August 25, 2014 § Leave a comment
If you’re a wine lover traveling in Alentejo, don’t miss the chance to visit a wonderful winery called Adega Mayor. It is located in Campo Maior, a region on Portugal’s border with Spain that was once the stage of fierce battles between the two countries.
Adega Mayor was designed by Álvaro Siza Vieira, a Portuguese architect who received the Pritzker prize. He is famous for his ability to create buildings that are in harmony with their surroundings. At Adega Mayor, he succeeded brilliantly. The winery is a subtle white accent on the Alentejo landscape, toped by a terrace with amazing vistas. It is extraordinary to sit on the terrace at sunset and watch the Alentejo sky painted with colors others skies can only dream of.
The wines of Adega Mayor are produced with immense skill and care. But they offer much more than technical perfection. They carry in them the soul of Alentejo.
We left Adega Mayor with a warm feeling of optimism. We saw ancient battle fields turned into peaceful vineyards that produce extraordinary wines.
Click here for Adega Mayor’s website.
August 5, 2014 § Leave a comment
Our favorite restaurant in Évora, Botequim da Mouraria, seats only eight people and takes no reservations. There are no tables, everybody eats at the counter. Domingos Canelas, the restaurant’s owner, recites the menu, an endless list of delicacies that includes wild asparagus, eggs from blissful chicken, incredible prosciutto from Alentejo, luscious figs, briny clams, succulent fish and meat. In the kitchen, his wife Florbela cooks these ingredients with great skill and refinement. When Domingos brings the food he smiles, anticipating our enjoyment.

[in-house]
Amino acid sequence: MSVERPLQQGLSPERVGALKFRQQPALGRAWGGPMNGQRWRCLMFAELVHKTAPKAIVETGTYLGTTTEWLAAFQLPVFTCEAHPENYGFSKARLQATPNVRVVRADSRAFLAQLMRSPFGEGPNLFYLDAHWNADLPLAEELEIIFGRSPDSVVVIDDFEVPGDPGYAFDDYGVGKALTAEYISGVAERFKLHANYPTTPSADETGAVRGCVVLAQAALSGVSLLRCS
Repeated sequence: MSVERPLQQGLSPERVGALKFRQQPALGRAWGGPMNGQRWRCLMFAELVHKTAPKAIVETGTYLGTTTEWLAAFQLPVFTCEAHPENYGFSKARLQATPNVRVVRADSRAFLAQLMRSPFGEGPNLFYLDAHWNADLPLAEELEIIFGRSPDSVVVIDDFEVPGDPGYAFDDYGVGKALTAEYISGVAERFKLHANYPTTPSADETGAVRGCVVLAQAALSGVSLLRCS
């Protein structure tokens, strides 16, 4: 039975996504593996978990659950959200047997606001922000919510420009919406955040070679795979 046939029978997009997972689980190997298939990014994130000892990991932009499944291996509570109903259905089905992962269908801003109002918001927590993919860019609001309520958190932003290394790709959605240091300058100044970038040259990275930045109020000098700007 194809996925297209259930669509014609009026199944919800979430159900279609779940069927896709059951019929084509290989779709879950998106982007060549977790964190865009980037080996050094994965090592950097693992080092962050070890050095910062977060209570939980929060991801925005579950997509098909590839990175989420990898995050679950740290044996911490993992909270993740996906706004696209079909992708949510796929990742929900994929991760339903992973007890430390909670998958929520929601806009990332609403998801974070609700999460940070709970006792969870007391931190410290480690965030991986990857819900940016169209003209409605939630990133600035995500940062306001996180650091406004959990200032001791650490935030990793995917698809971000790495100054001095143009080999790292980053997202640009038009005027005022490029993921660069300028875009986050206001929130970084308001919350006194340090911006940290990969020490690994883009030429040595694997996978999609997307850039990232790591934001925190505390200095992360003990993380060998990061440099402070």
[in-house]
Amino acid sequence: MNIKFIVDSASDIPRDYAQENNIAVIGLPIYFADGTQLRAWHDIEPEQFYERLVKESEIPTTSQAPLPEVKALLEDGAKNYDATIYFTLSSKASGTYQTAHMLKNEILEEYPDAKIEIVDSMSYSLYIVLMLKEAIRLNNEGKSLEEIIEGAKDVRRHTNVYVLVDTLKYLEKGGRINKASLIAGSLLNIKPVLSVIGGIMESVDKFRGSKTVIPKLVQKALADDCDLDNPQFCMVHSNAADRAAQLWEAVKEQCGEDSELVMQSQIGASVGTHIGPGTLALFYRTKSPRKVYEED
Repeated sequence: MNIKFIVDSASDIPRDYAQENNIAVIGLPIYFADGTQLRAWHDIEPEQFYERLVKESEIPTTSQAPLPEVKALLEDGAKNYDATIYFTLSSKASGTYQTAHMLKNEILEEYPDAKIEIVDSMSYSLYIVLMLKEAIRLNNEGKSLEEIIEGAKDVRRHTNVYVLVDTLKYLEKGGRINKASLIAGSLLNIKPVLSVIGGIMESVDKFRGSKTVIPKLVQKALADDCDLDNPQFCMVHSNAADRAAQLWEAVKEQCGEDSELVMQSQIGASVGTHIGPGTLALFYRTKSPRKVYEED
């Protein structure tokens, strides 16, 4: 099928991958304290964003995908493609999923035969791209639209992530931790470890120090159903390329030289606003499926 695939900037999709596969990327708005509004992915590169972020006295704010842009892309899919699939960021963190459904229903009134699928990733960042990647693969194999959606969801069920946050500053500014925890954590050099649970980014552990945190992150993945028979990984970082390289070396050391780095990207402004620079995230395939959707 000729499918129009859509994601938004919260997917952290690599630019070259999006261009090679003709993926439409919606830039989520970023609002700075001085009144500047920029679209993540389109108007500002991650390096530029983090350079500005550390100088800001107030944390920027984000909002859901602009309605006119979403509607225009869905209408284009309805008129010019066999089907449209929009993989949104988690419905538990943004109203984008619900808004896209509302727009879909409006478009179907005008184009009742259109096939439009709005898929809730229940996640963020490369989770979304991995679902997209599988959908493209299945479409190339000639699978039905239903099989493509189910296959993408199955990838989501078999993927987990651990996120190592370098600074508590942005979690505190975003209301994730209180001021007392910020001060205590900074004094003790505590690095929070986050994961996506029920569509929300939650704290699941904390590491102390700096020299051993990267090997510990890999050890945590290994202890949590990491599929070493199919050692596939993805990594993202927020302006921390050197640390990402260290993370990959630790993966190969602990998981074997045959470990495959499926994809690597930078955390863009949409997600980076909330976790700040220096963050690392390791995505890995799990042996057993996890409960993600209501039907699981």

We asked him to select a wine from the restaurant’s amazing list. Instead of choosing an expensive bottle, he decided to impress us with a perfectly chilled white wine from Herdade Grande. “In Portugal,” he said, “you don’t need to spend much money to drink great wine.” And we agreed, marveling at the perfect harmony between the wine and the food.
During our leisurely lunch, many customers came to the door and left because there were no seats available. And yet, Domingos didn’t try to rush us. “You need time to enjoy the food of Alentejo,” he said.
We asked whether he planed to expand the size of the restaurant. He answered without hesitation: “I can only maintain this quality if I stay small.” At Botequim da Mouraria small is wonderful.
Botequim da Mouraria is at Rua da Mouraria, 16-A in Evora, tel. 266-746-775, email: email@example.com.
June 8, 2014 § Leave a comment
Older people often complain that food doesn’t taste as good as it once did. Are they right or it is just that everything tastes better when we’re young? We can answer this question thanks to Herdade do Freixo do Meio, an Alentejo estate.
In 2001, the Herdade adopted organic production methods and planted old varieties of fruits and vegetables that were left behind by the industrialization of agriculture. They also started to raise black pigs, Barrosa cows, Alentejo turkeys, and other animals, letting them roam free. You can see and taste the amazing results by visiting their store in Lisbon’s Ribeira market.
When you try their products, you quickly realize that older people are right: food used to taste much better. The good news is that Herdade do Freixo is bringing that taste back!